“Like a Mule Bringing Ice Cream to the Sun” is a novella by Sarah Ladipo Manyika. Of all the books nominated for the 2016 Goldsmiths Prize, this looked like the most interesting to my eyes. I’ve enjoyed previous Goldsmiths nominated novels including Acts of the Assassins and Satin Island.
The title comes from a poem by Mary Ruefle called “Donkey On”. You can read it here.
“Like a Mule…” is set in contemporary San Francisco and takes the form of multiple first person narratives, centred around Dr. Morayo da Silva, an elderly Nigerian woman who is approaching her 75th birthday. The novel explores old age, memory, and how we use those things as a filter through which we perceive ourselves and others.
I found this to be an entertaining novella. It’s brief, energetic and exuberant, but while its characters are mostly enjoyable to spend time with, the book as a whole doesn’t really go anywhere. It suggests a wide gamut of possibilities for where the story and its characters might go but none of the opportunities are taken, and the whole thing feels a bit flat by the end.
The characters are a global mixture and as such there could be a lot to say about how globalisation has picked many of us up and planted us in strange, new, and/or wonderful places. It could say a lot more about why people move to different countries and start new lives. For some people, it can be a privilege to enter old age in a place far from where one was born, especially if one has the means to build new support networks around oneself. For others, it can be a strange and dislocating experience, particularly when memories diminish and coalesce.
The author sketches the details of Dr. Morayo’s life, though perhaps we are not as privy to her thoughts and feelings as we might first believe. At one point, she reads some of her writing to another character and then later admits to excising parts of that writing to conceal what we are led to believe are autobiographical events. Even as close to her thoughts as we are, and despite the device of looking at her story repeatedly from the perspectives of other narrators, we can’t necessarily say that we are getting the definitive version of events. This makes the book an intriguing read, you’re never quite sure if things will trip out from under you.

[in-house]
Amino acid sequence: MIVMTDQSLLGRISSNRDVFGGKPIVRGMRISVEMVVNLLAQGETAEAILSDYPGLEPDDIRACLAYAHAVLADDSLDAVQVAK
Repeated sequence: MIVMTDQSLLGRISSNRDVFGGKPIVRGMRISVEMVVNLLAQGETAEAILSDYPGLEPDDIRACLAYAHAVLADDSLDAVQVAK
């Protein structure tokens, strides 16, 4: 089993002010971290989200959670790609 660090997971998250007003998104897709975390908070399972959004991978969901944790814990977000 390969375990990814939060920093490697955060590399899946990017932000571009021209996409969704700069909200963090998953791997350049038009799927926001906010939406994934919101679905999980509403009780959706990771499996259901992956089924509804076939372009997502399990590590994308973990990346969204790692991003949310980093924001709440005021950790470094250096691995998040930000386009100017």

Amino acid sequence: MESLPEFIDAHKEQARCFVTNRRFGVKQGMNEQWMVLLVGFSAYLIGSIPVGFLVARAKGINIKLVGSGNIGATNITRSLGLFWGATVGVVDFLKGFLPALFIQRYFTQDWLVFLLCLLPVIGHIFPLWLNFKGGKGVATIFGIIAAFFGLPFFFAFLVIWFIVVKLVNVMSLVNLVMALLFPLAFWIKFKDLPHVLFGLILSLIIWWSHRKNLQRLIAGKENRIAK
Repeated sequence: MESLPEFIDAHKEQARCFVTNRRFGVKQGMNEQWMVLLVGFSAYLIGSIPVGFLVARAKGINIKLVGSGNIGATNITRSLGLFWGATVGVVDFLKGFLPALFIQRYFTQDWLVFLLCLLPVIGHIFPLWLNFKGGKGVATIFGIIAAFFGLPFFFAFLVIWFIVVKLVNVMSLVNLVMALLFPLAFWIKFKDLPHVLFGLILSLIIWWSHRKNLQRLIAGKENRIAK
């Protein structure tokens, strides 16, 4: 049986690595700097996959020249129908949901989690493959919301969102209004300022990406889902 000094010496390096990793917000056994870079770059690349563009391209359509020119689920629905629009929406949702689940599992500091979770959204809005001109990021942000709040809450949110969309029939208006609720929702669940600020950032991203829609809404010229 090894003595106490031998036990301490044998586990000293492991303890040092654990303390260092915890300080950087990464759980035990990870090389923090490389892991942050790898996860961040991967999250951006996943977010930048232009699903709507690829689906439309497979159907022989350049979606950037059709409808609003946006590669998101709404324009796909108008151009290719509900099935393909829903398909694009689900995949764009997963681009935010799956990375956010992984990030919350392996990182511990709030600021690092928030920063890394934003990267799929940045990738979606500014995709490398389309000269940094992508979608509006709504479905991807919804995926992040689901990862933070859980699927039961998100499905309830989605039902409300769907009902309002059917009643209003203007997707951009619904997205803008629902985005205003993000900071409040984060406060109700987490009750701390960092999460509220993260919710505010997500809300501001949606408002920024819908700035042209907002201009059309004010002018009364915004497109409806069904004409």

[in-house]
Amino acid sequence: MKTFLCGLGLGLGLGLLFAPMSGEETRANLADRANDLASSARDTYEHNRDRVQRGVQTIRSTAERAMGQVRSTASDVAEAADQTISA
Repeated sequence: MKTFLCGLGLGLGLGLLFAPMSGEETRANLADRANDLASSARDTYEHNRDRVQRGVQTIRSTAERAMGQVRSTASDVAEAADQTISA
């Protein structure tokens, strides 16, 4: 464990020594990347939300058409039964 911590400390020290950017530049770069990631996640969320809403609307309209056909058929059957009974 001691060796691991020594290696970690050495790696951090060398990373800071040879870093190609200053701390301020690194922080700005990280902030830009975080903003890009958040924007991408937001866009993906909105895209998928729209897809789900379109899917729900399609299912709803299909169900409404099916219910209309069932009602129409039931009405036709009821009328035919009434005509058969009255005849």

I think I would like to have known more of Dr. Morayo’s back story, which is delivered in small fragments, remembered as needed by the character as she fathoms out her situation. However, we are also given access to the thoughts of her second husband (whom she abandoned), a plot line that is then abandoned. This spidering out of memory in all directions is captivating but when the novella itself fails to resolve by the end, it also feels a little frustrating.
However, what I will remember most from “Like a Mule Bringing Ice Cream to the Sun” is how Sarah Ladipo Manyika has managed to create a living breathing character whose feelings and life experiences you long to explore further. The experiences of black women are under-represented in literature, especially older women, and so I found the character of Dr. Morayo very interesting. Perhaps even more important is that in giving her an open-ended story, we can say that Dr. Morayo’s story is not over because she’s old. In fact, at the end of the book as much as at the start of it, her story is very much just beginning.